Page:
Bishop Michael Hawkins, of the diocese of Saskatchewan, says he expects to resign from his position effective April 30, 2023 due to health problems he has been experiencing since a severe bout of COVID-19 in late 2020.
“My physical health continues to improve but my mental health and cognitive function remain compromised,” said Hawkins in an Oct. 14 charge to the synod of the diocese of Saskatchewan, posted on the diocese’s Facebook page. He has been working on and off through health problems over the last two years, he said, but had struggled with the demands of memory and planning that the position required. “I feel at times burdened and guilty that I am not able to give my ministry and work and the Diocese what they need and deserve,” his charge states.
Hawkins also addressed the financial, mission and outreach challenges he said the diocese of Saskatchewan is facing as it, too, struggles with the fallout of the COVID-19 pandemic and the shrinking of the church. He encouraged the congregations of the diocese, in responding to those crises, to focus first on discipleship, engaging with each other and their communities in keeping with the teachings of Christ and trusting that discipleship to produce the growth, unity and financial and missional success they have been looking for.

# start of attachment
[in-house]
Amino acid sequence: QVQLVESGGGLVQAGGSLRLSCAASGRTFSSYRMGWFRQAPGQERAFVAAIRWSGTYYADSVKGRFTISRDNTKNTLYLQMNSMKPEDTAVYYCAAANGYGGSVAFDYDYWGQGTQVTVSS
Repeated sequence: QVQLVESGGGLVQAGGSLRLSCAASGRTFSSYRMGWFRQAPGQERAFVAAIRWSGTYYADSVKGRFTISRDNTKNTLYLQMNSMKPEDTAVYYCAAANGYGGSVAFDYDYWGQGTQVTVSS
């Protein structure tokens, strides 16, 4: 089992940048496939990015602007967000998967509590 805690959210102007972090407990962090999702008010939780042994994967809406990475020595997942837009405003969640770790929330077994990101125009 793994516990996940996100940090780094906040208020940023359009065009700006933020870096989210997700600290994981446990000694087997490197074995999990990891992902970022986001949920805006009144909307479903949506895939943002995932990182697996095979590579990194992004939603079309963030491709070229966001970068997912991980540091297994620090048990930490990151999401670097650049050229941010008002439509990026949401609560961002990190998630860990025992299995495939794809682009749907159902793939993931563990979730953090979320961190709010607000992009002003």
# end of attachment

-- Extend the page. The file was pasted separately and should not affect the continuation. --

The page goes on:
“We are saved by hope,” he said. “If we have not hope, we are nothing. I have tried to set before you a vision this evening, a vision of committed disciples drawn together … in mission and love.”
Hawkins suggested several possibilities for how the diocese might restructure to replace him in light of a reduced budget for bishops’ salaries. One possibility, he said, was for all three dioceses in the civil province of Saskatchewan to share one or two diocesan bishops instead of the three they currently employ. (The diocese of Saskatchewan covers only the northern portion of the province.)
Hawkins has been the bishop of the diocese of Saskatchewan since 2009. Announcing his resignation, he told the synod:
“The diocese, its people and congregations, its executive committee … have been extraordinarily generous, kind, compassionate, patient and supportive over the past twenty-two months. I could not ask for more and I am often overwhelmed by your goodness to me and sometimes embarrassed by it. Thank you and thanks be to God.”